Hahah. Welcome to a doc’s life!Recommend

  • SS

    it could have been a LOT more insightful. Seems like you just wanted space to write about how YOU felt at graduation without relating much to readers who aren’t going to be all doctors or be spell-bounded by your realization of the country being run by “hypoglycemic clerks”. Recommend

  • Wmtoor

    A Master piece of Writing!!

    and Welcome to the World of Bitter Realities!Recommend

  • Engineer

    for some graduates ,especially the engineers, life becomes horrible ….its true transitional phase is most difficult phase of graduate’s life…..its very hard to forget the past life..and you become completely alien to society being jobless graduateRecommend

  • FAK

    @author Congrats on your graduation…there is a minor correction in the article

    Internee = Confined prisoner
    Intern = A student or trainee who works, sometimes (In our case most of the times) without pay.Recommend

  • Hira Z

    How True doc meri tu tabiyat khrab ho gae hai :P! Recommend

  • Maheen Rahman

    FAK: Thank you for the correction :).

    Recommend

  • Shamsunissa Khatoon

    I have graduated!
    Thanks for scaring me.Recommend

  • Rabeea

    I read this article on a blog a couple of days ago. Do you own that blog, or did you just copy paste it?

    Here’s the link to that blog:
    http://pistaye.wordpress.com/category/personal/Recommend

  • Maheen Rahman

    Rabeea: I own the blog :)Recommend

  • http://hamstershorts.wordpress.com Hammad

    @Rabeea: Does it really matter? Just enjoy the post. :)Recommend

  • Pakistani

    nice blog.. but a piece of advice, two weeks is too less a time to get used to the adult life..its inevitable, we all go through it and have to step in to it one day..so instead of trying to enjoy the past, start planning for the future :)Recommend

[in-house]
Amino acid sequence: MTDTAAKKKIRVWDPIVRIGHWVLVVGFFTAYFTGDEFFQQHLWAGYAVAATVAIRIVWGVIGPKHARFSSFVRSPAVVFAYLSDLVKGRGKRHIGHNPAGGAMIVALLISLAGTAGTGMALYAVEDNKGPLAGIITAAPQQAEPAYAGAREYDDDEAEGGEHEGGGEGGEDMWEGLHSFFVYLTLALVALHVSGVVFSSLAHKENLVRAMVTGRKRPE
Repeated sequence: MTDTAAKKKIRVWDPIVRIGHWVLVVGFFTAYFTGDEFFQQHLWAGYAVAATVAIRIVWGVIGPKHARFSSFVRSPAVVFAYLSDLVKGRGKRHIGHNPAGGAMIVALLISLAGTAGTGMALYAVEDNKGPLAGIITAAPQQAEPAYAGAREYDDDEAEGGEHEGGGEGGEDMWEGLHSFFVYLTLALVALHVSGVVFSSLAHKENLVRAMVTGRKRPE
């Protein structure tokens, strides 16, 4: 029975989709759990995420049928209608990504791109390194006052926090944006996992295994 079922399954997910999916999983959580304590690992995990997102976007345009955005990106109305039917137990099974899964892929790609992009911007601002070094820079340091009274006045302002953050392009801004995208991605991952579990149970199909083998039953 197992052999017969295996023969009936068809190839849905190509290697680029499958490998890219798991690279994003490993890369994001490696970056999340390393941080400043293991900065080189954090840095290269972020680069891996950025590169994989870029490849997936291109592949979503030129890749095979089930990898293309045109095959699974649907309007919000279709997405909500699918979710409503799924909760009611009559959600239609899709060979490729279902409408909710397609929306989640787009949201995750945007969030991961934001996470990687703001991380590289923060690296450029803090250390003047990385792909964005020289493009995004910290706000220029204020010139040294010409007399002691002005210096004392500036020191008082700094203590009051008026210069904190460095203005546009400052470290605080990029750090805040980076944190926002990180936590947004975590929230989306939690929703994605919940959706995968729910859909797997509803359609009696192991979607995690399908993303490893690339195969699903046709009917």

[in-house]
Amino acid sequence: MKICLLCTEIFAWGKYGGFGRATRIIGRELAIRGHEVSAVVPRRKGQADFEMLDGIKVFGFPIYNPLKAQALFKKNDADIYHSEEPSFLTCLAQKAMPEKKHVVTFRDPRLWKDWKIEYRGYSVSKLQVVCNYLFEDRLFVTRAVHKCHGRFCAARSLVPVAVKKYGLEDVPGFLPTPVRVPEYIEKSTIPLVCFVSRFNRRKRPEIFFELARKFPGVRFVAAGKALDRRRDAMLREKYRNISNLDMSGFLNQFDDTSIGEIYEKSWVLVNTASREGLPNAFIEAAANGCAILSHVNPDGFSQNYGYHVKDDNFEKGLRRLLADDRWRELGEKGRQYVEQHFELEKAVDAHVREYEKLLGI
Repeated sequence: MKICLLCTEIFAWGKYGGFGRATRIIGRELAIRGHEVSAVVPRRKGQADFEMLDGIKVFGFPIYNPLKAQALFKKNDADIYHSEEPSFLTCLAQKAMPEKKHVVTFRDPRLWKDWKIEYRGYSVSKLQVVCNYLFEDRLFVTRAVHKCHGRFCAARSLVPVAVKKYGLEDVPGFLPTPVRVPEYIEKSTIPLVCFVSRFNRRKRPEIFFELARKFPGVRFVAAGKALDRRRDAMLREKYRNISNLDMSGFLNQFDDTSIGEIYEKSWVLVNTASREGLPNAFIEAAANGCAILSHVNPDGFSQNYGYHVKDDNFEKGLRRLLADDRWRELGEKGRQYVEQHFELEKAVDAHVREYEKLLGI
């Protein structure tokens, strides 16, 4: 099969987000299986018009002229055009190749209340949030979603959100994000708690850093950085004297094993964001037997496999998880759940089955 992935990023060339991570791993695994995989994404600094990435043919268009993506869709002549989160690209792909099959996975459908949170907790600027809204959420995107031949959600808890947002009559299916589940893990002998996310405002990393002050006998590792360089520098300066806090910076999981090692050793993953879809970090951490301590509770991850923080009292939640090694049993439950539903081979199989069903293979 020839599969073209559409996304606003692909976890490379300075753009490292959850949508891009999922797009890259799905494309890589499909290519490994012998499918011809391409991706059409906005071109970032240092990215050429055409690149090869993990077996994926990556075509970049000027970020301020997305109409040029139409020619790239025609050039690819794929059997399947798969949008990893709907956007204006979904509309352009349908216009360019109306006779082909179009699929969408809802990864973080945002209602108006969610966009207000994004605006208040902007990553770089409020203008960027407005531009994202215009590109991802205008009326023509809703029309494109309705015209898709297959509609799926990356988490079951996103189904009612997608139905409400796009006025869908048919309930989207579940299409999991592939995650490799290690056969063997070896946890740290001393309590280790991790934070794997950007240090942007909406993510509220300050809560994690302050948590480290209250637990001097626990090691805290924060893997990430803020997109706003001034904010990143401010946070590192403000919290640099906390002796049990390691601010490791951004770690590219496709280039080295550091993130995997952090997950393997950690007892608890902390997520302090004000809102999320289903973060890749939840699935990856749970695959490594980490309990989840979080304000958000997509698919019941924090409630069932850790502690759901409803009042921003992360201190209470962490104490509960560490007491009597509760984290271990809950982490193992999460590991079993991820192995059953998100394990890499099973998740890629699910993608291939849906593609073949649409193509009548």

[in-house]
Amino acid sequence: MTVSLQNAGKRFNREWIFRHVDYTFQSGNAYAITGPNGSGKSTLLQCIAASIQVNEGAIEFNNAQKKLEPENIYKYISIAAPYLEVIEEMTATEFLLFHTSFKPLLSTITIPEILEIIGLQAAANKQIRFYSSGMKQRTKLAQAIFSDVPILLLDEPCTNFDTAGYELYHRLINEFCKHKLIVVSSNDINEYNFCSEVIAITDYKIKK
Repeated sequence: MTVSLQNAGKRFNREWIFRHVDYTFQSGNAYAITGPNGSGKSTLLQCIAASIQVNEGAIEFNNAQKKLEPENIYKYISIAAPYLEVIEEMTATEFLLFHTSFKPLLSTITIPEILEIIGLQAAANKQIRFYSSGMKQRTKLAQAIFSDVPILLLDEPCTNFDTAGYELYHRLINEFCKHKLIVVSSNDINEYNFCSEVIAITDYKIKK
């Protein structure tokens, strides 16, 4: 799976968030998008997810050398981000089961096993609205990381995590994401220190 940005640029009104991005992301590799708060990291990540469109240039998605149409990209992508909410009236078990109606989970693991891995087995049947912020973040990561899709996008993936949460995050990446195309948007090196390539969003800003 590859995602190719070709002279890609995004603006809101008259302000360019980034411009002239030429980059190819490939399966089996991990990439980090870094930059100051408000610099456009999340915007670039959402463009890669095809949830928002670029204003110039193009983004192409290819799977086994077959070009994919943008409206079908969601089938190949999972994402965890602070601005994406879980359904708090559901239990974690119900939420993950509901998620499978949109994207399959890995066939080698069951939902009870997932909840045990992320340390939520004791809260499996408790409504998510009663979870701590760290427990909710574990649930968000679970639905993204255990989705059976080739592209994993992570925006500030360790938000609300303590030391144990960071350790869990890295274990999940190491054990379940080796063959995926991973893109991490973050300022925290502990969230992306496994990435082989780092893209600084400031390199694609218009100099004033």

• Friend

    You have spoken on behalf of girls..

    For guys its different. They take a year or two off decaying what was left of their brains and then at the request of their parents after a year and half decide to do something with their lives.

    I still have 2 years to whine till i get to where you are. Yayi me =pRecommend

  • Farina

    You are absolutely right, a very difficult phase starts after a student graduates, and is no more a student. especially in today’s world when jobs are scarce and problems are in abundance.Recommend

  • Xynoob

    3 WORDS- I HATE PMC! :@Recommend

  • AN

    After reading ths, m just laughin at how correctly u have
    described the transitional phase :p, which u dunt really realize
    in the midst of excitement, for getting done with uni and celebrating
    Your Graduation Day!!!!!

    Congratulations on ur Graduation :)Recommend

  • Sanya Shiraz

    While these aunties will judge you on a scale from one to Katrina Kaif, they forget the receding hairlines and the pot bellies of their doctor sons.

    Hahaha. Made me laugh so hard, lol. Good work.
    P.S Happy to know you’re gonna go apply to grad school.Recommend

  • Rabeea

    @Maheen Rahman:

    Alright. You have a very good blog then :)Recommend

  • http://djdurrani.blogspot.com Saad Durrani

    @FAK:
    Wow! That is something I mix up too.Recommend

  • Rsingh

    Doctor in a Katrina Kaif body.
    +1Recommend

  • sana

    Your writeup reminds me of the heated arguments i used to have with my female class mates who used to say that they look forward to getting married right after graduation and the degree was just to make sure they get a better life partner!
    I seriously wish females with such agendas in their minds get a life and do some arts or literature degree and not spoil the limited seats we have available in govt medical and engineering schools.
    As for you, since you have earned a degree better be tough and stay in work force rather than finding a way out in form of further education. Recommend

  • Amna

    Good one, Bushra. You’re smack on the money, specially about the marriage part. A great and honest read though I must admit that it has freaked me out a tad as I graduate next year (InshaAllah or not? Cant decide after reading this =P) Good to know Im not the only one though! Recommend